Labor News 10/25/23
- The biggest labor news around the country is that yesterday around 5,000 workers at the General Motors plant here in Arlington walked out, joining the United Auto Workers’ Stand Up Strike against the big three auto makers. There are now 45,000 workers on strike nationwide. Negotiations have yielded significant results, according to UAW, but more is needed. From yesterday’s UAW statement:
On Tuesday morning, 5,000 members at Arlington Assembly joined the Stand Up Strike, shutting down production at General Motors’ largest plant and biggest moneymaker.
The workers who make some of GM’s most profitable vehicles, the Chevy Tahoe, Chevy Suburban, GMC Yukon and Cadillac Escalade, are joining the unprecedented Stand Up Strike against all three of the Big Three automakers. The move comes just hours after GM reported third-quarter earnings of $3.5 billion, one day after the union struck Stellantis’ largest plant, Sterling Heights Assembly Plant (SHAP), and just a few days after the union detailed the shortcomings of GM’s latest contract offer.
“Another record quarter, another record year. As we’ve said for months: record profits equal record contracts.” said UAW President Shawn Fain. “It’s time GM workers, and the whole working class, get their fair share.”
Despite having made $10 billion in profits in the past nine months, breaking revenue records for another consecutive quarter, and beating Wall Street expectations, GM’s latest offer fails to reward UAW members for the profits they’ve generated. GM’s offer lags behind Ford, with the company proposing a two-tier wage progression, the weakest 401(k) contribution offer on the table, a deficient COLA and other shortcomings. On the heels of their previous quarter, which set “a post-bankruptcy record” in terms of revenue, it is clear that GM can afford a record contract and do more to repair the harm done by years of falling real wages and declining standards across the Big Three.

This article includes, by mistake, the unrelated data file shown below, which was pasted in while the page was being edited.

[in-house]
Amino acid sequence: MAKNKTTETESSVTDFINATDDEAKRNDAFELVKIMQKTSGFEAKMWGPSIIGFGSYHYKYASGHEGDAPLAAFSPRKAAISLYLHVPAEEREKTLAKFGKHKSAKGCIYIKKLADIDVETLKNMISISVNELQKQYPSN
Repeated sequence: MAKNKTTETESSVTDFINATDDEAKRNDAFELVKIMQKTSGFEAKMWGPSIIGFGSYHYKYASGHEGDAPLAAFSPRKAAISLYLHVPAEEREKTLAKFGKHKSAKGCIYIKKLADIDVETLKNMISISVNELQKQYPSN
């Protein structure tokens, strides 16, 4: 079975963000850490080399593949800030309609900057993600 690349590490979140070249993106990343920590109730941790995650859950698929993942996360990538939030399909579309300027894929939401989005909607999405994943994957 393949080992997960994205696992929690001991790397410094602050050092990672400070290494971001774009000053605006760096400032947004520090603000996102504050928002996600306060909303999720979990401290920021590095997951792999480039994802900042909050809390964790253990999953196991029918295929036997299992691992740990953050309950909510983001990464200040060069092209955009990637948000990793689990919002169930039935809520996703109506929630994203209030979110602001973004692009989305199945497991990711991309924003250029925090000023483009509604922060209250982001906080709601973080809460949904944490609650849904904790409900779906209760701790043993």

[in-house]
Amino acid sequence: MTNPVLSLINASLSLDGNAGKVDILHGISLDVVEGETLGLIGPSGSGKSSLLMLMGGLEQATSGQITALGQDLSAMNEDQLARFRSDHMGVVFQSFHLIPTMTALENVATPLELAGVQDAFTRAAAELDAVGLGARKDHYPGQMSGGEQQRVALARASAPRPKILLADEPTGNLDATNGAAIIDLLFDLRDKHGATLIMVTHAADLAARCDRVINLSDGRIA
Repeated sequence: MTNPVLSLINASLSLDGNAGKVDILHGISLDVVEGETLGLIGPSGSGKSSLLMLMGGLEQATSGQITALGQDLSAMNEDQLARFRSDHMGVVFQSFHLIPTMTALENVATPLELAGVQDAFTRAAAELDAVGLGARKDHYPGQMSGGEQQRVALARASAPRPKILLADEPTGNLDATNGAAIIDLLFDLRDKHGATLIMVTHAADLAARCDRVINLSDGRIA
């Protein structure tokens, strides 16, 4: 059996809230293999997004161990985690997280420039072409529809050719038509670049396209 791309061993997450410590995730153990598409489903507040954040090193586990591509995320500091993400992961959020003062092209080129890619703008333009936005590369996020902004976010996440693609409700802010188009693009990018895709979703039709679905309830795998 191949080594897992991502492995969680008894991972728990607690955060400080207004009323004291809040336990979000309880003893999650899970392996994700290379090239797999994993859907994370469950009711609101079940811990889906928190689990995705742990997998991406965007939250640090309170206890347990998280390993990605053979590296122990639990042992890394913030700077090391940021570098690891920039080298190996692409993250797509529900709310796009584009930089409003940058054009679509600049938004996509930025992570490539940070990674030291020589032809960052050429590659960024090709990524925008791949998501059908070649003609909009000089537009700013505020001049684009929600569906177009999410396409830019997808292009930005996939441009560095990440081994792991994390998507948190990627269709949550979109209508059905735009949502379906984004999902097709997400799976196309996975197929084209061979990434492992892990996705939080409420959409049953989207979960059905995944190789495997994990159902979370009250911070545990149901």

In AFM news, two months after their strike authorization vote, musicians of the Philadelphia Orchestra, members of Local 77, have ratified a new agreement, which includes higher pay and increased work protections.
In Local 802 New York City, musicians of the Distinguished Concerts International of New York orchestra won their first collective bargaining agreement, after four years of negotiations. The New York City Ballet’s campaign for a fair contract continues, with rallies held recently at Lincoln Center at the organization’s Gala and Anniversary concerts.
In other labor news, pharmacy technicians are continuing their ULP strike against Kaiser Permanente – bargaining resumed two days ago.
Many casino workers have gone on strike in Detroit over wages and health care, involving dealers, cleaning staff, food and beverage workers, valets, engineers, and others. Since the end of the pandemic, casino profits have hit record highs as workers wages have eroded.
Our fellow entertainment union SAG-AFTRA’s strike recently passed its hundredth day, and talks have recently resumed. Some union leaders in the AFL-CIO are calling this strike against the Alliance of Motion Picture and Television Producers one of the most important in history. The AFM will begin negotiations with AMPTP next year.